How to Calculate a Door Header

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Calculating a door header requires various measurements.
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The header for a door is much like a bridge, transferring the weight above it to the floor and foundation below. Doors in a load-bearing wall that holds the weight of the house, created by beams and trusses, need a larger header than those in non-load-bearing walls. The header is usually made out of dimensional lumber installed on its edge. Calculating the size of the header depends on what the header needs to support.

Step 1

Determine whether or not the door is under a load-bearing wall. Any exterior wall should be considered load-bearing unless a structural engineer tell you otherwise. Consider interior walls that run perpendicular to the way the floor joists run to be load-bearing as well. If you are unsure, contact a contractor or structural engineer. Columns, posts and arches can be deceptive and camouflage a load-bearing wall.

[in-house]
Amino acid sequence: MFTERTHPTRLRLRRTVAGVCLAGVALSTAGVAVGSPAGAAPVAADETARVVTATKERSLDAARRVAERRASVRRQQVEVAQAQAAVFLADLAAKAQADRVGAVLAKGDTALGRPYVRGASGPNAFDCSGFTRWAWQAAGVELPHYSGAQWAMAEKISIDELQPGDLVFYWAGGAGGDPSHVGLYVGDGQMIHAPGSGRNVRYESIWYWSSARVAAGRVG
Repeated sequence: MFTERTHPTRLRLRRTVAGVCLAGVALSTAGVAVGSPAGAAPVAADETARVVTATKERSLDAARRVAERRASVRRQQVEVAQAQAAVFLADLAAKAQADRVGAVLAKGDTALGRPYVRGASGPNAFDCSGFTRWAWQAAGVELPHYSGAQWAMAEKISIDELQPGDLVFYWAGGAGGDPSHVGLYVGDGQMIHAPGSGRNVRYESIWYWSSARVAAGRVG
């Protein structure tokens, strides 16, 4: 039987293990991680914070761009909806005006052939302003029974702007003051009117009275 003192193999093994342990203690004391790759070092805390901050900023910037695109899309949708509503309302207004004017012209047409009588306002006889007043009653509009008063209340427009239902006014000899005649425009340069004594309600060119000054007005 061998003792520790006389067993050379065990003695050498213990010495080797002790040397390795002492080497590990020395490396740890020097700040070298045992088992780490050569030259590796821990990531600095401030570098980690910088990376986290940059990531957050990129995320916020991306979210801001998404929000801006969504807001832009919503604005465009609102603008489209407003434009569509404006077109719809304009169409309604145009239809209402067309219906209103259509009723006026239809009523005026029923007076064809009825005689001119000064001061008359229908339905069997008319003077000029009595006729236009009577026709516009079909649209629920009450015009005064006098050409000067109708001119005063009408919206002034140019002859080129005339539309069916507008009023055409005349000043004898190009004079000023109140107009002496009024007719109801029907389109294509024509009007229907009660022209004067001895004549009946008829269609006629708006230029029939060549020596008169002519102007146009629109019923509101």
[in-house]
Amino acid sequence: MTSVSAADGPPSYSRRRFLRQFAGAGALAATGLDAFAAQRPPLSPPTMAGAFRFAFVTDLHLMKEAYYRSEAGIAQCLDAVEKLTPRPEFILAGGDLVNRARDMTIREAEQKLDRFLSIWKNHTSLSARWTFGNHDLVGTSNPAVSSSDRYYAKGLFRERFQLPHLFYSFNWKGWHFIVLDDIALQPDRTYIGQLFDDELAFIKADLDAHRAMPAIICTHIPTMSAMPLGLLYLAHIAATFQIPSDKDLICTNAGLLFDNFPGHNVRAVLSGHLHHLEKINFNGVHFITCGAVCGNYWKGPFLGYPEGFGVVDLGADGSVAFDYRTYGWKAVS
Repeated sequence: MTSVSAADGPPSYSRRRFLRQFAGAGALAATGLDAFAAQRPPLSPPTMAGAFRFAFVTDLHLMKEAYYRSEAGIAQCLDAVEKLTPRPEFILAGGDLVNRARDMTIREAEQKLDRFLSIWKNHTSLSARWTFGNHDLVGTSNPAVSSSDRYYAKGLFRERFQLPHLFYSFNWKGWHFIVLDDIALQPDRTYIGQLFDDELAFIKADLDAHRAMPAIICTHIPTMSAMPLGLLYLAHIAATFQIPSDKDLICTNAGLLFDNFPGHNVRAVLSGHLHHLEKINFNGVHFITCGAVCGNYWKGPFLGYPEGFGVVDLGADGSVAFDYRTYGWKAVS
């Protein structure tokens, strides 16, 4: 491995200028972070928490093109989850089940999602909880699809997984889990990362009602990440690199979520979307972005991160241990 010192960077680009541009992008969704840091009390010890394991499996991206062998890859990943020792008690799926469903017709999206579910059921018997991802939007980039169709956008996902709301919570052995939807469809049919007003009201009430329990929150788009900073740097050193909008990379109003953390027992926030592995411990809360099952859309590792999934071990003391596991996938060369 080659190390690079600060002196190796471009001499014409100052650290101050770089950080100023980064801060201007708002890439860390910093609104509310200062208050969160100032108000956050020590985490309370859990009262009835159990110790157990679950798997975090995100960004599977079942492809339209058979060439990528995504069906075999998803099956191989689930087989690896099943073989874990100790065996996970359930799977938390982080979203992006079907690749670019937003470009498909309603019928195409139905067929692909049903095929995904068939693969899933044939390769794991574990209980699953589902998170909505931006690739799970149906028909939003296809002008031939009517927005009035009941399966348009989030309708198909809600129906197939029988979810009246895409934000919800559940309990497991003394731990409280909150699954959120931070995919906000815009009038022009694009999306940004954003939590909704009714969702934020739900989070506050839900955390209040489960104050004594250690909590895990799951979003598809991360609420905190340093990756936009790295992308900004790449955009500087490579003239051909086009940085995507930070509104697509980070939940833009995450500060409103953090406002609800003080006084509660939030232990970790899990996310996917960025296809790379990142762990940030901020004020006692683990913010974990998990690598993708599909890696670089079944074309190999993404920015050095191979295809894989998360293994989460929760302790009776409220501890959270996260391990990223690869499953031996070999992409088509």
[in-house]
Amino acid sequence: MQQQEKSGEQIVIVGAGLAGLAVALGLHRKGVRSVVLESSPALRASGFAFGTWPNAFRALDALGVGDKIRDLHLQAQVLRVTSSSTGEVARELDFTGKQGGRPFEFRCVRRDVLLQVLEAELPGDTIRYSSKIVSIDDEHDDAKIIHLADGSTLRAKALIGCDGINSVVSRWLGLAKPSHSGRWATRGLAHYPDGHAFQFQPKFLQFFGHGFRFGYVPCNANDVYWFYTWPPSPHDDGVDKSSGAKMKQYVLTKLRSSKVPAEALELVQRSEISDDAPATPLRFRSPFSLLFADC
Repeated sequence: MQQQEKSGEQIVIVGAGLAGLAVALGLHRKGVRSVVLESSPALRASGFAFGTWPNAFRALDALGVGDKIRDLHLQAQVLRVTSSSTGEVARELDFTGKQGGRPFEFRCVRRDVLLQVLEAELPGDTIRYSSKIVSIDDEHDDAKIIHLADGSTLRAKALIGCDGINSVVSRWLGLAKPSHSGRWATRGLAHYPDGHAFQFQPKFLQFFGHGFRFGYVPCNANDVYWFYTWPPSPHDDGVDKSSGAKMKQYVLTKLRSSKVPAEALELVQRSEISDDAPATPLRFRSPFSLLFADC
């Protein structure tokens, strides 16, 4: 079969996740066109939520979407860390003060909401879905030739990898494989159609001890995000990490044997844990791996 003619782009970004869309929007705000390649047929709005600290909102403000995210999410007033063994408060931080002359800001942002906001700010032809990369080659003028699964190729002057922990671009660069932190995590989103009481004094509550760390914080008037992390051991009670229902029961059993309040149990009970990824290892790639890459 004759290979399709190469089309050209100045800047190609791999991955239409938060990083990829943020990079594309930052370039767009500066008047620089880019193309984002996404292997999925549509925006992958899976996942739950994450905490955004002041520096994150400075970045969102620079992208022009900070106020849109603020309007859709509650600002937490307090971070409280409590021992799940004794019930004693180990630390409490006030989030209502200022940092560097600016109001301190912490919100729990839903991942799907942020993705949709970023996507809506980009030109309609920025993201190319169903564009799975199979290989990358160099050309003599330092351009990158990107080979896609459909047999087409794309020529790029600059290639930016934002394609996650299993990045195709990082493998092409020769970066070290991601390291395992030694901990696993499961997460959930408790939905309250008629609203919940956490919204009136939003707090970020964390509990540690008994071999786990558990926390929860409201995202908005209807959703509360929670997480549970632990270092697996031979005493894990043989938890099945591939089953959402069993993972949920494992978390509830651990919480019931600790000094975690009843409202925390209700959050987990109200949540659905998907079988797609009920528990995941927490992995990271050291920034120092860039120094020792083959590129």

Step 2

Consult the 2000 International Building Code. Your local library or local building code department may have a copy. This book gives over two pages of examples for how to calculate the necessary headers under given circumstances.

Step 3

Follow the example of other headers in your home. For instance, if you have another 4-foot-wide door frame in your home and it has a double 2x6 header, consider a similar header safe for installation.

Step 4

Measure the width of your door frame. Most door frames that are 4 feet wide or less require a 2-by-6 header. Between 4 and 5 feet, the header should be built 2 inches wide and 8 inches long while a larger opening needs a header that is 2-by-12. When in doubt, use 2-by-12-inch headers.

Step 5

Check your calculations with your local building code officer and apply for any required permits.

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Michelle Hogan

Michelle Hogan is a writer and the author of 13 books including the 2005 bestselling memoir, "Without a Net: Middle Class and Homeless (With Kids) in America." Hogan studied English at American University and has been writing professionally since 1998. Her work has appeared in "The New York Times," "Redbook," "Family Circle" and many other publications.